3. Each of us has a different microbiome, so a probiotic that works for one person may not do anything for another.
  4. In order for a probiotic to make specific health claims, it must be reviewed by the FDA, which is an expensive and time-consuming process.  This is why most probiotics make very vague, general claims to their health benefits.

In the end, adding foreign bacteria to our gut without changing the gut environment to match won’t do anything for our health. You can spread grass seed on a lawn, but it won’t help if the lawn is already overgrown with weeds.

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What about prebiotics?  Should we be taking a prebiotic?

Research into the benefits of prebiotics is still ongoing, but they may be a better approach.  Instead of trying to select the exact right bacterial strains, prebiotics provide the nutrients that will encourage more beneficial bacteria to grow and thrive.

The best prebiotic is easy to spot – it’s dietary fiber!

Foods that are high in fiber – including artichokes, asparagus, spinach, leeks, bananas and oats – are all great choices. Another great choice is resistant starch, found in whole grains including rice, barley and sorghum, which has been shown to feed bacteria associated with better gut health.

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We used to believe the only purpose for consuming dietary fiber was to “scrub out” our insides, like a pipe cleaner. Now, we understand that bacteria feed on that fiber, breaking down the tough fibres that we can’t digest ourselves. Many of the bacteria that thrive on fiber seem to be connected with a healthier gut, fewer digestive problems and fewer autoimmune disorders.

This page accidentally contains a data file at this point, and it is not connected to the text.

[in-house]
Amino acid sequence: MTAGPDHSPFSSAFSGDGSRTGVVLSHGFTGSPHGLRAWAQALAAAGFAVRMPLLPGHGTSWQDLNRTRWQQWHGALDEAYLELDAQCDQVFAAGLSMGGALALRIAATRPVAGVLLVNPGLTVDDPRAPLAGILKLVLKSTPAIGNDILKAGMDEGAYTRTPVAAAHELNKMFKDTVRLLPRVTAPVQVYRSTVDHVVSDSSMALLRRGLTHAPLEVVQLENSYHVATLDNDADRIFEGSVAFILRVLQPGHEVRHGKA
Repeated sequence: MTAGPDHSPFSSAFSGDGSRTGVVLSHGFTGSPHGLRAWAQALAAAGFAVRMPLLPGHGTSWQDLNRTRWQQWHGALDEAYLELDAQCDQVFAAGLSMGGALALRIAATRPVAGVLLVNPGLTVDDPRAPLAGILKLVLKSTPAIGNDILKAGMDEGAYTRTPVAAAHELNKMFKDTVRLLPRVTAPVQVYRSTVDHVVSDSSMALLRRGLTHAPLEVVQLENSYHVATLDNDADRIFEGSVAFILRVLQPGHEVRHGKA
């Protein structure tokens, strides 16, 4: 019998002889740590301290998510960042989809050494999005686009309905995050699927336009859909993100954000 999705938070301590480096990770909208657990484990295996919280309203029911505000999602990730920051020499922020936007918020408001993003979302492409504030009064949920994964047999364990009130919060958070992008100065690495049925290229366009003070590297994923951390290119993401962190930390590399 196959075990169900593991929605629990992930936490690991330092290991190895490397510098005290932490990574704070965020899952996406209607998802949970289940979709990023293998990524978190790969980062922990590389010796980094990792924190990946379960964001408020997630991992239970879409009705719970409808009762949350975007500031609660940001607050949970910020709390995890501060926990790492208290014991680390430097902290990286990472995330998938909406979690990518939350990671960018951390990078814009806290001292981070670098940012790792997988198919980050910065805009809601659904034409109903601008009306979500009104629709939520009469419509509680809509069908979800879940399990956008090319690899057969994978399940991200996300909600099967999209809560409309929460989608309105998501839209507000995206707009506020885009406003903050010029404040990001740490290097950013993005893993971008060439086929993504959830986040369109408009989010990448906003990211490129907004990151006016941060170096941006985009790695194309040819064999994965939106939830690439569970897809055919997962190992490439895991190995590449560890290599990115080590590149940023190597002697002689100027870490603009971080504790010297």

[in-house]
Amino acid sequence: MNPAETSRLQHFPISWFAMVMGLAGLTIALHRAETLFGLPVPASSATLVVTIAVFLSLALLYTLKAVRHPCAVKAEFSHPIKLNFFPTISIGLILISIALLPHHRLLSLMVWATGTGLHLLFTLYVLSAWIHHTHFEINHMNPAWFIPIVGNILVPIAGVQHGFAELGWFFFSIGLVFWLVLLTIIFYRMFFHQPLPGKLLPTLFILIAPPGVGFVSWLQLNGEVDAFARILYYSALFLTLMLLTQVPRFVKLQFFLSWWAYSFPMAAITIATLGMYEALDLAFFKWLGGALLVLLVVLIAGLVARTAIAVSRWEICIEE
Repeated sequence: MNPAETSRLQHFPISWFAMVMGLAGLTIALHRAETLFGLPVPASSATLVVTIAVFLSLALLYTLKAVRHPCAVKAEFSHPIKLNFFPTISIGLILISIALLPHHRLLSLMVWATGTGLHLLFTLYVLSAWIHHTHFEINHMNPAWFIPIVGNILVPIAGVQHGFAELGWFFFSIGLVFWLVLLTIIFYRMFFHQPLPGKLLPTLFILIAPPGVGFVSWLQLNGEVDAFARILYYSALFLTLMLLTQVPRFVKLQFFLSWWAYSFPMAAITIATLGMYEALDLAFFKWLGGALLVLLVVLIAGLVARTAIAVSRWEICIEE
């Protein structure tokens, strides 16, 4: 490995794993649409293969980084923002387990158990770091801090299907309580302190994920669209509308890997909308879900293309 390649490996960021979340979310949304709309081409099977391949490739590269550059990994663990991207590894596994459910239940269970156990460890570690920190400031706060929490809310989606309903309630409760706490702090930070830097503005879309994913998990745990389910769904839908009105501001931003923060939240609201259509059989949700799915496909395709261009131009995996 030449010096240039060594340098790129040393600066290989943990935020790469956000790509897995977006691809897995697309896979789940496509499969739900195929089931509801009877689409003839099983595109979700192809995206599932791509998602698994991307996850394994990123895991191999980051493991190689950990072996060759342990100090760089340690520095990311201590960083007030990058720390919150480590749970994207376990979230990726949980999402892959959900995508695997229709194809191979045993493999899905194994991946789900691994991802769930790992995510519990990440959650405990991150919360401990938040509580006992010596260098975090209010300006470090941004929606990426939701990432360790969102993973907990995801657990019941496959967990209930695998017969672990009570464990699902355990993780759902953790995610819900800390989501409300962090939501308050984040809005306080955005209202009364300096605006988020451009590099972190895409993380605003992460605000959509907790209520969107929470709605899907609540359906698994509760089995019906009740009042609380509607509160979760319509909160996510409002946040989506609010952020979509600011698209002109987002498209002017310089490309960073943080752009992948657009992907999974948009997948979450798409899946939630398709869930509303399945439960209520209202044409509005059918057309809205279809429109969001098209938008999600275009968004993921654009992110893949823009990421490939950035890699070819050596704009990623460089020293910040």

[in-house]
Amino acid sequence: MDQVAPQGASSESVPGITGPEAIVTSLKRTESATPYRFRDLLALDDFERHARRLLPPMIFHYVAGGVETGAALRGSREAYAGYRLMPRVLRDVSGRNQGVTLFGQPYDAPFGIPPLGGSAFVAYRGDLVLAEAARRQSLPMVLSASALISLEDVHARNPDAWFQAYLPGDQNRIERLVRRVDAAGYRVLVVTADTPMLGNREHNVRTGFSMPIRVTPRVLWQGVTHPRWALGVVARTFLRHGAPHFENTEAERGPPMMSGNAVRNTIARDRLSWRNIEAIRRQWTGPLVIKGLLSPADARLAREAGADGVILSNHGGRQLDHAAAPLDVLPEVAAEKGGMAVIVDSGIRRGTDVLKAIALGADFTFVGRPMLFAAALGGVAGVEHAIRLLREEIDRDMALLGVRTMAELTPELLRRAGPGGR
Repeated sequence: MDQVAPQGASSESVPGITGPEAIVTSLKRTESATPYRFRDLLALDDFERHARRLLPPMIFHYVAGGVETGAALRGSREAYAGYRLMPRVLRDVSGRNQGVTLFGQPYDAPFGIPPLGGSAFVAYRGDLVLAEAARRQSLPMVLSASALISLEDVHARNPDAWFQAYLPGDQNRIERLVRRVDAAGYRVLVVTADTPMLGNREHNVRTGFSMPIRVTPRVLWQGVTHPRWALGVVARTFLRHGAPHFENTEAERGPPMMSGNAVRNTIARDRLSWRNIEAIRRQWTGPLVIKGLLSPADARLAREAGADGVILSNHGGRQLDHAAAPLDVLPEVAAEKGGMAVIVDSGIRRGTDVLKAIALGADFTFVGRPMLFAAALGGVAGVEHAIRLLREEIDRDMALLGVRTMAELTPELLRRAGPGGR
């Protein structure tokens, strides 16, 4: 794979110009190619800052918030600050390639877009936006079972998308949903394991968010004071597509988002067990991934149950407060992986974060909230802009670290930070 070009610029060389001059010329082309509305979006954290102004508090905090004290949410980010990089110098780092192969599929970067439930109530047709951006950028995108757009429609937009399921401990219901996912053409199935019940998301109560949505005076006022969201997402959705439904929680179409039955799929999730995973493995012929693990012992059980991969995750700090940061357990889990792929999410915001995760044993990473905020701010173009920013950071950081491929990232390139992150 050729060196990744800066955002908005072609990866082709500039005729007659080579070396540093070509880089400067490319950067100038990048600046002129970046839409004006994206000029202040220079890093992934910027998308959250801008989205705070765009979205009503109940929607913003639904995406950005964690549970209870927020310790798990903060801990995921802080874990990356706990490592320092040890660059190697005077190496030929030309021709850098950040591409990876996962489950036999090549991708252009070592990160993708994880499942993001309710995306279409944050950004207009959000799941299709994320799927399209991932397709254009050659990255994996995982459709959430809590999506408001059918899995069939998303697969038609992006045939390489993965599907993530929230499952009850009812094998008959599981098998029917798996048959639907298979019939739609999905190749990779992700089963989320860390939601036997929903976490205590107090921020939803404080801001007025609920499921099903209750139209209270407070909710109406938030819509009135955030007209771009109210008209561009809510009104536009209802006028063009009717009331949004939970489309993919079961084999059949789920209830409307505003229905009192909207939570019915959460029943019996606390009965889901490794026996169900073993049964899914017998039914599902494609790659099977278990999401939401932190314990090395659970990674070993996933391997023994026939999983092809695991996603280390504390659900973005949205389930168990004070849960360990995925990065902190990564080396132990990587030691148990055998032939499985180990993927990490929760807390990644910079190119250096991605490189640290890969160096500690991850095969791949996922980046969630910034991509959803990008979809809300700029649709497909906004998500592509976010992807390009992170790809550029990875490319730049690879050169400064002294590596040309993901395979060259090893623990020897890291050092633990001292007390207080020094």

Our current Western diet contains far less dietary fiber than experts recommend. The average American only consumes about 15 grams of dietary fiber per day – which is about half of what experts recommend. So up that fiber intake – for your gut microbiome!


To recap: Prebiotics and probiotics are two supplements with similar sounding names that contain different ingredients. Both intended to benefit our gut microbiome, the diverse collection of different bacteria that we have inside our intestines. Probiotics contain live bacterial cultures, while prebiotics contain fiber and nutrients to feed the bacteria already there.

In the future, we may each take a probiotic, with a custom selection of bacteria tailed to our own individual microbiome. Most of the offerings these days, however, haven’t been shown to consistently provide reliable benefits. And can’t match the bacteria we already have in our digestive system.

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Prebiotics, on the other hand, may be more useful because they’re broader, with food that many different bacteria can digest. The best prebiotic step we can take is adding more dietary fiber into our diets from raw or minimally processed foods.

Dietary fiber does a lot more than add bulk to food. It is a great food for our bacterial buddies inside our digestive system!